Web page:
I imagine that when you are on the wall you eat nuts and bolts, but what does Gear Guy eat when not climbing? I know, this isn’t a question about equipment, but eating is as much of a performance and health/safety issue as selecting the proper gear, so help, please.
—Hungry for More
You are correct: Diet is a health issue. Arguably, more climbers will become sick, even die, from poor eating habits any given year than will be injured or worse in climbing accidents. An unhealthy diet is just a more patient killer than avalanche, rockfall or failing to knot the end of the rope.
Two years ago I was on the couch listening to the woodstove snap and pop, Petunia the pug in my lap, and I realized that that cheery mutt enjoyed life. Same for the Rhode Island Reds my wife and I raise for eggs. When we go into the yard, those hens come running, happily clucking and turning their heads, fixing us with their dinosaur eyes. Finally, after 57 years of eating whatever was put before me, I understood that dogs and chickens want to live, and by extension so do birds and cows and hogs and all gentle creatures except perhaps delicious oysters. I quit eating meat on the spot.
Since then, my hereditarily high cholesterol has dropped to a normal level, and I lost 10 pounds almost instantly. I’ve since learned that vegetarians have around half the carbon footprint of meat eaters.
Eating vegetables isn’t a hardship, but requires thought—you can’t whip into Big Bob’s when you want a snack or toss back a sack of chicharrones. Getting enough protein is the crux. I figure I need about 100 grams of protein a day (I weigh 150 and am reasonably active). I eat eggs when the birds feel like accommodating. One egg has six to seven grams of protein. Large-curd cottage cheese has 13 grams of protein a half cup. Some days I eat an entire 32-ounce tub (four cups) at a sitting (probably not recommended). Other good sources of protein are lentils, chickpeas, beans, peas and what I think of as “heavy vegetables”: brussels sprouts, sweet potatoes, potatoes, broccoli. Google to find more. About half the year I have a garden and grow this stuff. Lately, vegetable “meat” substitutes are on the rise. Some are tasty, some aren’t. Experiment to find what stokes your palate.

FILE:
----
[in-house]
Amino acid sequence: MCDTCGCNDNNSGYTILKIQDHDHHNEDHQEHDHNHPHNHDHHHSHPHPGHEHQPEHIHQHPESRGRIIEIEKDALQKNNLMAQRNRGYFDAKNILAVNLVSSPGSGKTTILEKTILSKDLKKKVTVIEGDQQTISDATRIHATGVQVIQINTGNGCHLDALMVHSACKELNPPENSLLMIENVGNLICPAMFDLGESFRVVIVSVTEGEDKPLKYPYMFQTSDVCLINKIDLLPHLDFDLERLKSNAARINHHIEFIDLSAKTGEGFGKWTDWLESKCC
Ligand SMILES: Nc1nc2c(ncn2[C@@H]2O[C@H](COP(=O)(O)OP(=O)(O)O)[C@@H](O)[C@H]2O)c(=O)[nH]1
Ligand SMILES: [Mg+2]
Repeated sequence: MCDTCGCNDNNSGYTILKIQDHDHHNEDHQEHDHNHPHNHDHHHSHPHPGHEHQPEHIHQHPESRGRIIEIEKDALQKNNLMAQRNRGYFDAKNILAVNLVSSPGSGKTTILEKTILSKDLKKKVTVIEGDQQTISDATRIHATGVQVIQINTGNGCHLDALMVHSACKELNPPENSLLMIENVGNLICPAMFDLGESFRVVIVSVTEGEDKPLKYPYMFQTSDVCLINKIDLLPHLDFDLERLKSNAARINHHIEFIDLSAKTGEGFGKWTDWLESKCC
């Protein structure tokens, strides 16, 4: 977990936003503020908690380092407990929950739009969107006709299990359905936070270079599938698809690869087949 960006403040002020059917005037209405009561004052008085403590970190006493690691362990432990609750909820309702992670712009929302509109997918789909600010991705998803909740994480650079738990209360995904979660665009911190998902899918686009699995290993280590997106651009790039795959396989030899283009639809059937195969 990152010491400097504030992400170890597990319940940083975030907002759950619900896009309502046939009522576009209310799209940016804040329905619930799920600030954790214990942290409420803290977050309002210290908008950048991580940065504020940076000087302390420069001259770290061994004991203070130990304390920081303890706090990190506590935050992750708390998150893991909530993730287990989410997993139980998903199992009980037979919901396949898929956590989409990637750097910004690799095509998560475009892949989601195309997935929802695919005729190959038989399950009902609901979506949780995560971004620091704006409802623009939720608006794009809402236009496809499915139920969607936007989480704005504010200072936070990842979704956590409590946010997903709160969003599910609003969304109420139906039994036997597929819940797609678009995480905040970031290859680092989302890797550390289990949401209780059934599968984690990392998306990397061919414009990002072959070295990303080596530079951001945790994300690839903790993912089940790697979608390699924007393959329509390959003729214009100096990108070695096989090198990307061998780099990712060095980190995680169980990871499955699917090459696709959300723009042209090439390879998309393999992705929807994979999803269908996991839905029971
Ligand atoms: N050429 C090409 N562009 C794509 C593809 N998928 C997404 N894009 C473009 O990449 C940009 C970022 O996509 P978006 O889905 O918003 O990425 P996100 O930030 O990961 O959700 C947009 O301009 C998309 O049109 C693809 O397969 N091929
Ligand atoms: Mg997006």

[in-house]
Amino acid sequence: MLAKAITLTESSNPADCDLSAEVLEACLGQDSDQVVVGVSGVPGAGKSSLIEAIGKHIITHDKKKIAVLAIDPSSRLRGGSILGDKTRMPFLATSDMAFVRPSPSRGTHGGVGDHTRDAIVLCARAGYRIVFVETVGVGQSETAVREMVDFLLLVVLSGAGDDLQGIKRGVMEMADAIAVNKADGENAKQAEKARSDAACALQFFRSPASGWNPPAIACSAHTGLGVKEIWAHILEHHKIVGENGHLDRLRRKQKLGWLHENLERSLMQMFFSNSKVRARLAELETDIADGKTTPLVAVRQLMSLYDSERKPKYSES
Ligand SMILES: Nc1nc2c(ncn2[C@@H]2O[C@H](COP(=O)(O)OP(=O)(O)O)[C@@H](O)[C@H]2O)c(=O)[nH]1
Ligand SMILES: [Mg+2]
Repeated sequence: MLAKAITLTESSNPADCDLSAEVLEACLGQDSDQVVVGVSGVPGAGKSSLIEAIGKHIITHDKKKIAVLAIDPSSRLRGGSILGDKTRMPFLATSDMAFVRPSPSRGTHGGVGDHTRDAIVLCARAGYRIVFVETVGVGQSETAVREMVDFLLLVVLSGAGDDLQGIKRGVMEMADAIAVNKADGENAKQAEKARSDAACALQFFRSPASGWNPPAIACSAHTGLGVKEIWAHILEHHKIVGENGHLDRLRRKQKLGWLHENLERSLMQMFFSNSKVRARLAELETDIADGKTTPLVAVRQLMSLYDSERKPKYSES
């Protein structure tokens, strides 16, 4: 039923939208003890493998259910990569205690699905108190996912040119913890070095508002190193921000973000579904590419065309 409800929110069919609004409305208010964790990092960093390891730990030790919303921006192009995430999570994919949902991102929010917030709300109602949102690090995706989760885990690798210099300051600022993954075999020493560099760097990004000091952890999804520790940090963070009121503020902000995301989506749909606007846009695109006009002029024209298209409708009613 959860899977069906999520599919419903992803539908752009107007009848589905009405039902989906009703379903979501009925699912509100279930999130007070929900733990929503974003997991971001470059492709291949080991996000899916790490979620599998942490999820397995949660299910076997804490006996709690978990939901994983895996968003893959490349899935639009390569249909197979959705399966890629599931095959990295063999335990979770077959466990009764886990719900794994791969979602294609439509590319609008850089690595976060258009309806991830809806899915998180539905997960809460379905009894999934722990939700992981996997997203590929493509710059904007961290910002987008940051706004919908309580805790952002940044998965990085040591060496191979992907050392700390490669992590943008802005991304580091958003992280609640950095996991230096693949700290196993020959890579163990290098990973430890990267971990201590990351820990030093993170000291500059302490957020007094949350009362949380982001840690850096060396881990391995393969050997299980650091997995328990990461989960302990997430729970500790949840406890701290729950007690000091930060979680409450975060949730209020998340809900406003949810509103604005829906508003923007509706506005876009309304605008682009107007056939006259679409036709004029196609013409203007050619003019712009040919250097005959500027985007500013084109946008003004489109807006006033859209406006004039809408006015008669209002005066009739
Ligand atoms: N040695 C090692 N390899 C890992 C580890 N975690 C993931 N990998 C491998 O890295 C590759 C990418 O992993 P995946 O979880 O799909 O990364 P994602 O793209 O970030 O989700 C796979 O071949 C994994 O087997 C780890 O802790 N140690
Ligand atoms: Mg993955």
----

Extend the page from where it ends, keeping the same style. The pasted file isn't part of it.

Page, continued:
You are probably thinking, Yech, that sounds like the parts to a meal, but what’s the meal? Options that I prefer are veggie pizza; burritos (with potatoes, beans and cheese); all sorts of pasta, usually with mushroom sauce; rice dishes; vegetable stews; polenta with veggies and a marinara; veggie burgers; potato dishes such as mashed or baked potatoes; and all sorts of slow-cooked beans (get a crock pot). If you like Indian food, you are in luck because much of it is vegetarian—get a cookbook. Same for Chinese, Thai and Cambodian dishes. Then there’s sushi.
Over Thanksgiving the family was all home, and our traditional meal had no meat at all. There were green-bean and corn casseroles, mashed potatoes and gravy, roasted brussels sprouts with pistachios, squash tarts with caramelized onions. Everyone, even Belle home from college who loves turkey, agreed that it was the best holiday meal they’d ever had.
If you are serious about improving your health and conditions on this spinning blue marble that has kindly provided us with cliffs, boulders and mountains, consult a dietitian.
Per your first point, correct, on big walls I haul up a bicycle and eat it. Bon appétit!
Feature Image by Kelly Neil.
This article appeared in Rock and Ice issue 262 (March 2020).